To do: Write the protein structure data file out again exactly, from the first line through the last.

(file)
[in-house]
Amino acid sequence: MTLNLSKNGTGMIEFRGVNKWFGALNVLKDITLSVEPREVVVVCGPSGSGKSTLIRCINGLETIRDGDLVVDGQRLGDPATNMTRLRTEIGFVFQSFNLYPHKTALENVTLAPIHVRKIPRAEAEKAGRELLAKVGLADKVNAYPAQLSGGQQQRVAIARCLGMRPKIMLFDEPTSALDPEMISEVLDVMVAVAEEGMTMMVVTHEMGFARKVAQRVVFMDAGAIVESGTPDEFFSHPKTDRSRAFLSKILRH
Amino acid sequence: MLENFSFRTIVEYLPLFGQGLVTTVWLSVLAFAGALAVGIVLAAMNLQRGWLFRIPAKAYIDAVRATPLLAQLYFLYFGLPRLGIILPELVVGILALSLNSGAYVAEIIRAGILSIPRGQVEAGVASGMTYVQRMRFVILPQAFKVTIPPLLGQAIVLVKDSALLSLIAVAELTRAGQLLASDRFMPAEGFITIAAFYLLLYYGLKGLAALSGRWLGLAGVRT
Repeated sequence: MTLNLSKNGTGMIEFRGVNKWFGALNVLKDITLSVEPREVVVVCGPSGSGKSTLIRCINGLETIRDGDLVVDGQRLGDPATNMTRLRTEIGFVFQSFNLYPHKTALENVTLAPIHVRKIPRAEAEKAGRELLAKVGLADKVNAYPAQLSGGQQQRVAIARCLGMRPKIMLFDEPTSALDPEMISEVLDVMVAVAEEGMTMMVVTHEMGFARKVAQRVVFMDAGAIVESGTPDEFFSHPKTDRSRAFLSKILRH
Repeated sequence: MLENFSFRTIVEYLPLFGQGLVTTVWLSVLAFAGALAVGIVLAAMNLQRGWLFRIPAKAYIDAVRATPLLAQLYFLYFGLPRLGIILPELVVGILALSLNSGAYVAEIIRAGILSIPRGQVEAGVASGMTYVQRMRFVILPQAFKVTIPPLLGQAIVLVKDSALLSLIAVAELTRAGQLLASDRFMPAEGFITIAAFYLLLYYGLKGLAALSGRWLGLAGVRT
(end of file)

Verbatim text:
[in-house]
Amino acid sequence: MTLNLSKNGTGMIEFRGVNKWFGALNVLKDITLSVEPREVVVVCGPSGSGKSTLIRCINGLETIRDGDLVVDGQRLGDPATNMTRLRTEIGFVFQSFNLYPHKTALENVTLAPIHVRKIPRAEAEKAGRELLAKVGLADKVNAYPAQLSGGQQQRVAIARCLGMRPKIMLFDEPTSALDPEMISEVLDVMVAVAEEGMTMMVVTHEMGFARKVAQRVVFMDAGAIVESGTPDEFFSHPKTDRSRAFLSKILRH
Amino acid sequence: MLENFSFRTIVEYLPLFGQGLVTTVWLSVLAFAGALAVGIVLAAMNLQRGWLFRIPAKAYIDAVRATPLLAQLYFLYFGLPRLGIILPELVVGILALSLNSGAYVAEIIRAGILSIPRGQVEAGVASGMTYVQRMRFVILPQAFKVTIPPLLGQAIVLVKDSALLSLIAVAELTRAGQLLASDRFMPAEGFITIAAFYLLLYYGLKGLAALSGRWLGLAGVRT
Repeated sequence: MTLNLSKNGTGMIEFRGVNKWFGALNVLKDITLSVEPREVVVVCGPSGSGKSTLIRCINGLETIRDGDLVVDGQRLGDPATNMTRLRTEIGFVFQSFNLYPHKTALENVTLAPIHVRKIPRAEAEKAGRELLAKVGLADKVNAYPAQLSGGQQQRVAIARCLGMRPKIMLFDEPTSALDPEMISEVLDVMVAVAEEGMTMMVVTHEMGFARKVAQRVVFMDAGAIVESGTPDEFFSHPKTDRSRAFLSKILRH
Repeated sequence: MLENFSFRTIVEYLPLFGQGLVTTVWLSVLAFAGALAVGIVLAAMNLQRGWLFRIPAKAYIDAVRATPLLAQLYFLYFGLPRLGIILPELVVGILALSLNSGAYVAEIIRAGILSIPRGQVEAGVASGMTYVQRMRFVILPQAFKVTIPPLLGQAIVLVKDSALLSLIAVAELTRAGQLLASDRFMPAEGFITIAAFYLLLYYGLKGLAALSGRWLGLAGVRT